CPF Joins Doctors to Identify Needs, Gaps and Challenges in Pulmonary Fibrosis Research
Nov. 30, 2012
/PRNewswire-USNewswire/ -- The Coalition for Pulmonary Fibrosis (CPF) participated in a landmark meeting at the National Institutes of Health (NIH)'s National Heart, Lung, and Blood Institute (NHLBI) this week that promises to pave the path forward to finding answers to the deadly lung disease, Pulmonary Fibrosis (PF). The Idiopathic Pulmonary Fibrosis Strategic Planning Workshop, which is the first NIH meeting in 11 years to discuss the state of lung fibrosis research in the U.S., is expected to provide a framework for the NIH's efforts in the disease area and will guide its decisions on research direction.
"We were pleased to be part of this meeting and to join the discussion that will help shape research priorities at NIH," said
, Chief Executive Officer of the Coalition for Pulmonary Fibrosis. "We value participation with the NIH and these renowned researchers and appreciate the importance placed on having the patient and the patient perspective be part of the process."
The meeting brought together researchers from key PF research centers from across the country as well as leaders in the pharmaceutical industry, patient advocacy groups, and federal agencies. The meeting was co-chaired by Dr.
, Professor of Medicine
School of Medicine and Dr.
, Principal Investigator, Center for Immunology and Inflammatory Diseases, Massachusetts General Hospital, Associate Physician, Pulmonary and Critical Unit, Massachusetts General Hospital and Assistant Professor of Medicine,
Harvard Medical School
, Deputy Director of the NHLBI Division of Lung Diseases, told the group the charge of the meeting was to "rethink IPF in new and creative ways" and provide a look at new scientific horizons and new paradigm shifts in the field that need NHLBI leadership. Weinmann encouraged the leaders to "think differently" when making recommendations for the NHLBI's research focus in PF.
"Our work together over these days will help to create the next strategic plan in pulmonary fibrosis research at NIH. We wish to hear from all of the "stakeholders" of this disease during the process of prioritizing, planning and facilitating that research," said Dr.
, a pulmonologist and Program Director of the Lung Fibrosis Research Program at NHLBI who directed the workshop.
PF affects a known 128,000 people in the U.S. and likely has a higher incidence and prevalence than is realized due to misdiagnosis and undiagnosed cases. The disease causes progressive and unrelenting scarring in the lungs that eventually suffocates its victims. As many Americans die from PF each year as die from breast cancer. Transplant is the only known way patients can survive the disease long term and there is no FDA approved therapy for the disease in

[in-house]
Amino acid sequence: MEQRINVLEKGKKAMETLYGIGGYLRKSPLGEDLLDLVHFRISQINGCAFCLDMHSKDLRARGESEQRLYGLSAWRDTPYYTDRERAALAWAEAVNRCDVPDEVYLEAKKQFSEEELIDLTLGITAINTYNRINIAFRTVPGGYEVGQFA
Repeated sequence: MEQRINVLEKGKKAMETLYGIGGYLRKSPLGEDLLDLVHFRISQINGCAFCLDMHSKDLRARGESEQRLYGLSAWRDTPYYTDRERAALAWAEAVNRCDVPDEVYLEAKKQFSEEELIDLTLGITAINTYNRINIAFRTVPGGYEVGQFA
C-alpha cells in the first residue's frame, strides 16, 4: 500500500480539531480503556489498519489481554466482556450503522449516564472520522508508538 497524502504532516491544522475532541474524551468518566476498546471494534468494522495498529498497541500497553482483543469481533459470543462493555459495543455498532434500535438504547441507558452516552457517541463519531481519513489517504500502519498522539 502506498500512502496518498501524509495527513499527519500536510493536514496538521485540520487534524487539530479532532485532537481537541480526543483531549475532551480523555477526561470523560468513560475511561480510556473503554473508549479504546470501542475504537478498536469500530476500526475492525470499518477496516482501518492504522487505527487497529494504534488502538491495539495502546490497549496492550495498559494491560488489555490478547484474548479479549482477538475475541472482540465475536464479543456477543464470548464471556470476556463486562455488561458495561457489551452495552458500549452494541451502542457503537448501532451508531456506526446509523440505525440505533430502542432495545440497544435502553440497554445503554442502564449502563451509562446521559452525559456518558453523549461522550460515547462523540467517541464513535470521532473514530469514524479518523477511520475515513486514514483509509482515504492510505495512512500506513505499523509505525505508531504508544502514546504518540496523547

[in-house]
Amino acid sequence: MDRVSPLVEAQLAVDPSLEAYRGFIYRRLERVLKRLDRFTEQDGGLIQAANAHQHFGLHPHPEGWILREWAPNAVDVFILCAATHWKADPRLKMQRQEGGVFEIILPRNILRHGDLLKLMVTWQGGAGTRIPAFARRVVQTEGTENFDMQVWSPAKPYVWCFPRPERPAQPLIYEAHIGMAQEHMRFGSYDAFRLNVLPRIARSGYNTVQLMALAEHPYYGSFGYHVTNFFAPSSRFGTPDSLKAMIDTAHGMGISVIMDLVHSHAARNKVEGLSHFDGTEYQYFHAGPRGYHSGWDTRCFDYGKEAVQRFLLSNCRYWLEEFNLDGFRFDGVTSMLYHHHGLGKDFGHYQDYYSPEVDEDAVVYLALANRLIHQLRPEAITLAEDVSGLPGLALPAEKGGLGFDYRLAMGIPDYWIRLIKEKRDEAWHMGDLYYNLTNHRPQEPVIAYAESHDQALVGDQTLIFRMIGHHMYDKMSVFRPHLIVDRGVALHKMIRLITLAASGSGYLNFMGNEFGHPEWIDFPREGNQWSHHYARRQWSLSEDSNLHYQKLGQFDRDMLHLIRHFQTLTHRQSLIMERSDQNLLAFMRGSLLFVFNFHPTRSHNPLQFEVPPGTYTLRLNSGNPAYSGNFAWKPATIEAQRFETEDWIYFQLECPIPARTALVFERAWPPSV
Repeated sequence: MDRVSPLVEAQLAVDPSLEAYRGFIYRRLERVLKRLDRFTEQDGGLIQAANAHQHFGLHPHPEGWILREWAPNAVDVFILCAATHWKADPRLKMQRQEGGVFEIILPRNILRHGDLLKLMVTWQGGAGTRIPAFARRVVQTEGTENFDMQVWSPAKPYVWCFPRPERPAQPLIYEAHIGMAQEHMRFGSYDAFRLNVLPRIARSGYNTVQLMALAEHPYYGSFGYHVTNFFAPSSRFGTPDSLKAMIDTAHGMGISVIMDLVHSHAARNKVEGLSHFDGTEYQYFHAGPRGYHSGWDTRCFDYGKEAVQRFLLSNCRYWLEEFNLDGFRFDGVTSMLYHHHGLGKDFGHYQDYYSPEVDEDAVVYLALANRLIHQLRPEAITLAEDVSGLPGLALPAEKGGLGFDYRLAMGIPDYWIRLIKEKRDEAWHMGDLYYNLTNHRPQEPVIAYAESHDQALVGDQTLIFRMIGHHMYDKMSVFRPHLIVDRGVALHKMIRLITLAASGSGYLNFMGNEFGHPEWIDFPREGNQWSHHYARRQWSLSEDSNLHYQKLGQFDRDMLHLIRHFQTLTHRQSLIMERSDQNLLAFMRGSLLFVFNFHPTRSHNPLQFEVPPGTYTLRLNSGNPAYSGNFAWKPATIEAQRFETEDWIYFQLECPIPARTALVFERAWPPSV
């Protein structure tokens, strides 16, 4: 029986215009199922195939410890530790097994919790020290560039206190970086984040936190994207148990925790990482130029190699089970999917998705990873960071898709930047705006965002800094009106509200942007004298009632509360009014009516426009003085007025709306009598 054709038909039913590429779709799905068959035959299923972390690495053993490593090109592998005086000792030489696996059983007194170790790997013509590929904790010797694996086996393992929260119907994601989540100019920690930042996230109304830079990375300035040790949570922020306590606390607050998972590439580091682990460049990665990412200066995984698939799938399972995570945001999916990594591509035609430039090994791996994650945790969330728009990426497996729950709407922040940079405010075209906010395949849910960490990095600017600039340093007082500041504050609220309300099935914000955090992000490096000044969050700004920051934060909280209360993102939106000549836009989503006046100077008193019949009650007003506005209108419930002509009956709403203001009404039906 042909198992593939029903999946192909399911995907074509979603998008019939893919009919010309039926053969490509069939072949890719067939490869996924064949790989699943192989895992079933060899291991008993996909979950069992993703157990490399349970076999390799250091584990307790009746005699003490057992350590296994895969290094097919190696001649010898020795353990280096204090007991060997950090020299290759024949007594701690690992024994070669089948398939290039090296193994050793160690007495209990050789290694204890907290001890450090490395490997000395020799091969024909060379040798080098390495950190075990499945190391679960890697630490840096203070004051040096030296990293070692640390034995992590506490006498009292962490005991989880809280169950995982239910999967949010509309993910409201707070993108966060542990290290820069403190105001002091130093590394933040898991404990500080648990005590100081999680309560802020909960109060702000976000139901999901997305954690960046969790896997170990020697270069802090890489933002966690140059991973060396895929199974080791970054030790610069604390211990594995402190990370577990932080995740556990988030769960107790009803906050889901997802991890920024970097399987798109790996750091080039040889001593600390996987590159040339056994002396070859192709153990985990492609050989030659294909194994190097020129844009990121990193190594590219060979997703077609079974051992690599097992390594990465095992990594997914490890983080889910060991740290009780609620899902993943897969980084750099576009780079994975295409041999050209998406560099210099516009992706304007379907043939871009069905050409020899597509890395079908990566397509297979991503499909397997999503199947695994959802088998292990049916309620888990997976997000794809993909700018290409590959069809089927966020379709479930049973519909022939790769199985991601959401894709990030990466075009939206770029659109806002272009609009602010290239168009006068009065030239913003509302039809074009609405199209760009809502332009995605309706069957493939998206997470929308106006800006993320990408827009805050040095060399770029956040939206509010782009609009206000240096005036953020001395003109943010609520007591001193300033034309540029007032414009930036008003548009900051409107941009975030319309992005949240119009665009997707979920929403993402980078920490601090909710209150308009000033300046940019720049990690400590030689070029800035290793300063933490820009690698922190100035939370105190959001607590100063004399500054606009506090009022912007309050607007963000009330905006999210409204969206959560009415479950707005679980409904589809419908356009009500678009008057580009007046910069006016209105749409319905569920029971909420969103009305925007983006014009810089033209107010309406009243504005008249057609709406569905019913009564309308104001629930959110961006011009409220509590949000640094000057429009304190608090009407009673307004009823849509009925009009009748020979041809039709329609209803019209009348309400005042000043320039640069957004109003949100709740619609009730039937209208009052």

the United States
For individuals and organizations interested in supporting future research in Pulmonary Fibrosis, please contact the Coalition for Pulmonary Fibrosis 1(888) 222-8541 or
About the Coalition for Pulmonary Fibrosis
The CPF is a 501C(3) nonprofit organization, founded in 2001 to accelerate research efforts leading to a cure for pulmonary fibrosis (PF), while educating, supporting, and advocating for the community of patients, families, and medical professionals fighting this disease. The CPF funds promising research into new approaches to treat and cure PF; provides patients and families with comprehensive education materials, resources, and hope; serves as a voice for national advocacy of PF issues; and works to improve awareness of PF in the medical community as well as the general public. The CPF's nonprofit partners include many of the most respected medical centers and healthcare organizations in the U.S. With more than 26,000 members nationwide, the CPF is the largest nonprofit organization in the U.S. dedicated to advocating for those with PF. For more information please visit
or call (888) 222-8541.
About Pulmonary Fibrosis (PF)
Pulmonary Fibrosis (PF) is a lung disorder characterized by a progressive scarring – known as fibrosis -- and deterioration of the lungs, which slowly robs its victims of their ability to breathe. Approximately 128,000 Americans suffer from PF, and there is currently no known cause or cure. An estimated 48,000 new cases are diagnosed each year. PF is difficult to diagnose and an estimated two-thirds of patients die within five years of diagnosis. Sometimes PF can be linked to a particular cause, such as certain environmental exposures, chemotherapy or radiation therapy, residual infection, or autoimmune diseases such as scleroderma or rheumatoid arthritis. However, in many instances, no known cause can be established. When this is the case, it is called idiopathic pulmonary fibrosis (IPF).
SOURCE Coalition for Pulmonary Fibrosis